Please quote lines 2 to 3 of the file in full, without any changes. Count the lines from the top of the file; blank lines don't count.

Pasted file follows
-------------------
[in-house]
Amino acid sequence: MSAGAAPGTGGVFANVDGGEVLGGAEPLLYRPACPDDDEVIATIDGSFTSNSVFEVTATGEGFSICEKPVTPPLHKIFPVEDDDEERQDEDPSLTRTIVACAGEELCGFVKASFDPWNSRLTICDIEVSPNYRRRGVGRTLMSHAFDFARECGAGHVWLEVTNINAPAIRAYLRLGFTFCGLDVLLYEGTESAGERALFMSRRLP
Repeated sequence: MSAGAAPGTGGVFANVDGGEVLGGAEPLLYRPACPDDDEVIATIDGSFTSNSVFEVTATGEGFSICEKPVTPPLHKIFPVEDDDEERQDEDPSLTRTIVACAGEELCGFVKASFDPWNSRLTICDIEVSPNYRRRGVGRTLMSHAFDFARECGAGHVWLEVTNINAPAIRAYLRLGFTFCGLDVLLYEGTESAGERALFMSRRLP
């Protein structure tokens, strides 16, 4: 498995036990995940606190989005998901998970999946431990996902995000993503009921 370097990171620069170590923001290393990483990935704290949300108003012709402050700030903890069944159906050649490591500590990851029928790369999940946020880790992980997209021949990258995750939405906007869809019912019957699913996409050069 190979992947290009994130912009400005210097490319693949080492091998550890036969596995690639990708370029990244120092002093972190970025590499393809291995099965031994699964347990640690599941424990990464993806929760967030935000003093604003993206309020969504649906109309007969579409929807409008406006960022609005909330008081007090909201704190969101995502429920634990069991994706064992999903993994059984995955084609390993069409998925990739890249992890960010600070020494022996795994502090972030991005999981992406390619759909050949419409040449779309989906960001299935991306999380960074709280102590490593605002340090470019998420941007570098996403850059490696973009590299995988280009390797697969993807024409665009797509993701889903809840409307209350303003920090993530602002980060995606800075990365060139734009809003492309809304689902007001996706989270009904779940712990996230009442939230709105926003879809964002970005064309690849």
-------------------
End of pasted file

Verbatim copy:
Amino acid sequence: MSAGAAPGTGGVFANVDGGEVLGGAEPLLYRPACPDDDEVIATIDGSFTSNSVFEVTATGEGFSICEKPVTPPLHKIFPVEDDDEERQDEDPSLTRTIVACAGEELCGFVKASFDPWNSRLTICDIEVSPNYRRRGVGRTLMSHAFDFARECGAGHVWLEVTNINAPAIRAYLRLGFTFCGLDVLLYEGTESAGERALFMSRRLP
Repeated sequence: MSAGAAPGTGGVFANVDGGEVLGGAEPLLYRPACPDDDEVIATIDGSFTSNSVFEVTATGEGFSICEKPVTPPLHKIFPVEDDDEERQDEDPSLTRTIVACAGEELCGFVKASFDPWNSRLTICDIEVSPNYRRRGVGRTLMSHAFDFARECGAGHVWLEVTNINAPAIRAYLRLGFTFCGLDVLLYEGTESAGERALFMSRRLP